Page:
CENTRAL STANDARD: On Education follows five kids, in five neighborhoods across Chicago, as they prepare for high school.
For nine months, we went to school with them, did homework with them, and listened to them.
The goal: to show the different paths kids travel, and the challenges they face, in an increasingly fragmented public school system.
We wanted to cut through the policy conflicts that dominate the headlines, and instead show the real-world impact our education system has on kids and their families.
Their stories can help us gain insights into our public education system – and to answer the questions: What is standard? What is possible?
Four of these five eighth-graders are hoping to enter one of Chicago Public Schools (CPS) ten selective enrollment high schools, targeted at academically advanced students.
Kids who make it into these schools are more likely to graduate than those in the general CPS high school population (91.4% vs. 65.4%). They’re more likely to attend college (83.9% vs. 56%). They have access to programs that kids at other CPS high schools do not.
Competition for positions at selective enrollment high schools is steep. More than 16,800 eighth graders applied for 3,200 freshman spots available for the 2014-15 school year.
Watch as these kids stake their hopes on a system struggling to give all students the best education it can.
Episode 1 introduces five 8th graders. Hear Robert’s, Emma’s, Natalia’s, Gina’s, and Kyle’s hopes and concerns, see what they do for fun, and how they feel about school. The drama builds as the highly competitive process of getting into one of Chicago’s top high schools is introduced.
Episode 2 profiles five schools. Each school’s underlying philosophies are revealed through the way that principals, teachers, and administrators set the tone and interact with students. Kids who make it into these schools are more likely to graduate than those in the general CPS high school population (91.4% vs. 65.4%). They’re more likely to attend college (83.9% vs. 56%). They have access to programs that kids at other CPS high schools do not.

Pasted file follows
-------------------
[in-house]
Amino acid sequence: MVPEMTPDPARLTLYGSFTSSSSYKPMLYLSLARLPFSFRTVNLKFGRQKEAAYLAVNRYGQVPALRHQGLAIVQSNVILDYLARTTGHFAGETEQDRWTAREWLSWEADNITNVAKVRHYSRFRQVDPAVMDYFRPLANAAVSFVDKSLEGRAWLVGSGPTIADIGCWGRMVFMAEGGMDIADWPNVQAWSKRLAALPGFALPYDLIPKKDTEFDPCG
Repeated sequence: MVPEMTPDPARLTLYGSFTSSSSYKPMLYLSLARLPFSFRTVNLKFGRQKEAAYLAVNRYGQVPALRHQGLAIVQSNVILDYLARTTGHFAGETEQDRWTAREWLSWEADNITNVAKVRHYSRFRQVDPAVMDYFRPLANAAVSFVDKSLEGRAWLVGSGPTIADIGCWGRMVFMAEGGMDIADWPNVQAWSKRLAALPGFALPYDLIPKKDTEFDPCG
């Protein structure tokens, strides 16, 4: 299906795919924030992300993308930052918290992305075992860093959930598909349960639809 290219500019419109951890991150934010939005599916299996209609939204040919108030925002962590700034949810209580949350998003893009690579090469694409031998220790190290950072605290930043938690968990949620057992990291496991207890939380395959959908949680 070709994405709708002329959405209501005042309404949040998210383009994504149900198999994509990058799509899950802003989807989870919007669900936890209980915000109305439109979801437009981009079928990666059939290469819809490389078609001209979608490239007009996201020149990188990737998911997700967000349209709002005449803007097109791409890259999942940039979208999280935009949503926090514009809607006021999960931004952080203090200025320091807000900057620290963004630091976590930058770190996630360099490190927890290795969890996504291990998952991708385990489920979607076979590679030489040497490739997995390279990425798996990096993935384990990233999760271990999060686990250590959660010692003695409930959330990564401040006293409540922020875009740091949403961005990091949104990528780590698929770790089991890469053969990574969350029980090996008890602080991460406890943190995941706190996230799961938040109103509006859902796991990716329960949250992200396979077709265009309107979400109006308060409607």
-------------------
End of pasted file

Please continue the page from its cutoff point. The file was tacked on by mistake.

Episode 3 contrasts five communities. The stark demographic differences between the Chicago Lawn neighborhood, the North Center neighborhood, the city of Dolton, the Humboldt Park neighborhood, and the Wilmette suburb become apparent through the five students’ home lives and the concerns of their parents.Competition for positions at selective enrollment high schools is steep. More than 16,800 eighth graders applied for 3,200 freshman spots available for the 2014-15 school year.
Episode 4: “5 Classes”
Episode 4 examines five classes. S.T.E.M. (Science, Technology, Engineering, Math) curriculum is used as a case study for examining different teaching styles, uses of technology, and concerns over testing in the schools.
Episode 5: “5 Ways to Get into High School”
Episode 5 follows five ways to get into high school. Guidance counselors, parents, and students navigate the complicated selective enrollment process in Chicago, which is contrasted to suburban districts and boarding school options.
Episode 6: “5 High Schools”
Episode 6 presents five high schools. See the best that Chicago Public Schools has to offer as students attend open houses and shadow days, and how these schools compare to suburban and charter schools. The drama grows, as the hyper-competitive stakes to enter the top high schools are seen first-hand.
Episode 7: “5 Administrations”
Episode 7 analyzes five administrations, focusing on the effects of privatization on five different schools and communities. See how school administrators work to fund their schools, close the achievement gap for low-income students, evaluate teachers, or simply prevent their school from being closed.
Episode 8: “5 Futures”
Episode 8 reveals five futures. The story comes to a climax as the students open their notification letters. Find out where the students will attend high school, and gain insight into the stresses of the process, on top of the emotional challenges of becoming a teenager.
Episode 9: “5 Reflections”
Episode 9 facilitates five reflections. The students participate in a roundtable discussion, posing questions about their schools and communities, and reflecting on the experience of being in a documentary.